Charlottetown sets table to improve local food system

The City of Charlottetown has taken a first step towards bringing together food-related assets to create a better community.

New food charter focused on all aspects of food

The charter covers everything from city-sponsored barbecues, to its relationship with the food bank and the Culinary Institute of Canada. (Randy McAndrew/CBC)

The City of Charlottetown has taken a first step toward bringing together food-related assets or resources to create a better community — city council approved what is called a food charter at its Monday meeting.

The Charlottetown Food Council is a city council working group and was formed last year to identify and improve barriers to good, healthy food in the city.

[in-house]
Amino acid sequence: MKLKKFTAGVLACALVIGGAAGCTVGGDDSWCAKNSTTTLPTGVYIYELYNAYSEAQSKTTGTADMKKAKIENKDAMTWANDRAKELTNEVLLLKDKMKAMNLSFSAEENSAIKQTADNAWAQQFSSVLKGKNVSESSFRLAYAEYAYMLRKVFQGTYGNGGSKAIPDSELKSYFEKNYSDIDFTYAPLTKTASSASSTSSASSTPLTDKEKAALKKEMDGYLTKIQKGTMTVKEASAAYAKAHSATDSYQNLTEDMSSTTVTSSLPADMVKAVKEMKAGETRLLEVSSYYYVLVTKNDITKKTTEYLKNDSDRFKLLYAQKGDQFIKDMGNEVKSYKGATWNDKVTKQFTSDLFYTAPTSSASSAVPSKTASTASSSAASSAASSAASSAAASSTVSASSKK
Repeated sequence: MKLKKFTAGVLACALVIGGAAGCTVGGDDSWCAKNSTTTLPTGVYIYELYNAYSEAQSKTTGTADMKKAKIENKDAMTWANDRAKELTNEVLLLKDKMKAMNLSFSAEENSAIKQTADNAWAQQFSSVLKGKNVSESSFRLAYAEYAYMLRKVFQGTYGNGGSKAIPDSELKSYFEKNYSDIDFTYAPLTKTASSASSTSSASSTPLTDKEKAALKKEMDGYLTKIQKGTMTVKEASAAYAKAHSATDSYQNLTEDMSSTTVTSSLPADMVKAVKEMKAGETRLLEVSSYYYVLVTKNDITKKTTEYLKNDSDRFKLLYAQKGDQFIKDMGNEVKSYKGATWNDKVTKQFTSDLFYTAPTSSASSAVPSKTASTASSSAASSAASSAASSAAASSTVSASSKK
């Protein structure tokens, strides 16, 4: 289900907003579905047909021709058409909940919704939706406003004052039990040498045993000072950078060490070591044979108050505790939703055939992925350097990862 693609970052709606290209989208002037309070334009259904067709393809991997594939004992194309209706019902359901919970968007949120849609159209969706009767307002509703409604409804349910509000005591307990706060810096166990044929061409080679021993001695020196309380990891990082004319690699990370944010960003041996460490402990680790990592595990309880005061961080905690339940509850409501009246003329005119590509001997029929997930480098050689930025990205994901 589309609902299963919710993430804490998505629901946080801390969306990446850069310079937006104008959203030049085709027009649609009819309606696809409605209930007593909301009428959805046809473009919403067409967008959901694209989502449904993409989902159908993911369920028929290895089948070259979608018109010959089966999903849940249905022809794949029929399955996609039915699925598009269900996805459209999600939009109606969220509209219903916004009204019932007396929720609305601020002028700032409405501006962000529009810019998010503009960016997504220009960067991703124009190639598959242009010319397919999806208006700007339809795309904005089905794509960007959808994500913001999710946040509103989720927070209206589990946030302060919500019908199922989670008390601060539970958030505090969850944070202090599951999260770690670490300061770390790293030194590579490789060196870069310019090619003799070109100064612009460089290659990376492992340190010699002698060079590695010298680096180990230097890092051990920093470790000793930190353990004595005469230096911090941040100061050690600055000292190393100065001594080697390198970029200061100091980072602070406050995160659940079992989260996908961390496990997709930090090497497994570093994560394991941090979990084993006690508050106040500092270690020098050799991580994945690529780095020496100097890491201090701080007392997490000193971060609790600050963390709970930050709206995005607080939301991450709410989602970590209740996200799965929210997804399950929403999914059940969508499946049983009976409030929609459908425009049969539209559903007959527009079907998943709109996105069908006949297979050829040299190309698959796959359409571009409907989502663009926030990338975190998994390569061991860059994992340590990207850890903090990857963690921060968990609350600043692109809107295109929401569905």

The charter sets guidelines covering all aspects of food in the city, including the promotion of local food production and procurement, improving food security, reducing food waste, and using culinary assets in the community to connect locals and visitors with food.

Karen Murchison, chair of the 15-member food council, believes the charter could have an impact beyond the city's borders.

"We're hoping that what we do here will have impact in adjacent and neighbouring communities, just because we're so tightly knit here as a province," said Murchison.

Charlottetown based its food charter off others in dozens of other Canadian cities. 

The council is currently developing a list of the city's food-related assets — such as the Farmers' Market, Legacy Garden, Canada's Smartest Kitchen, the Culinary Institute, Food Technology Centre — and asking how they can bring those assets together to achieve the goals in the charter.

More P.E.I. news

With files from Angela Walker


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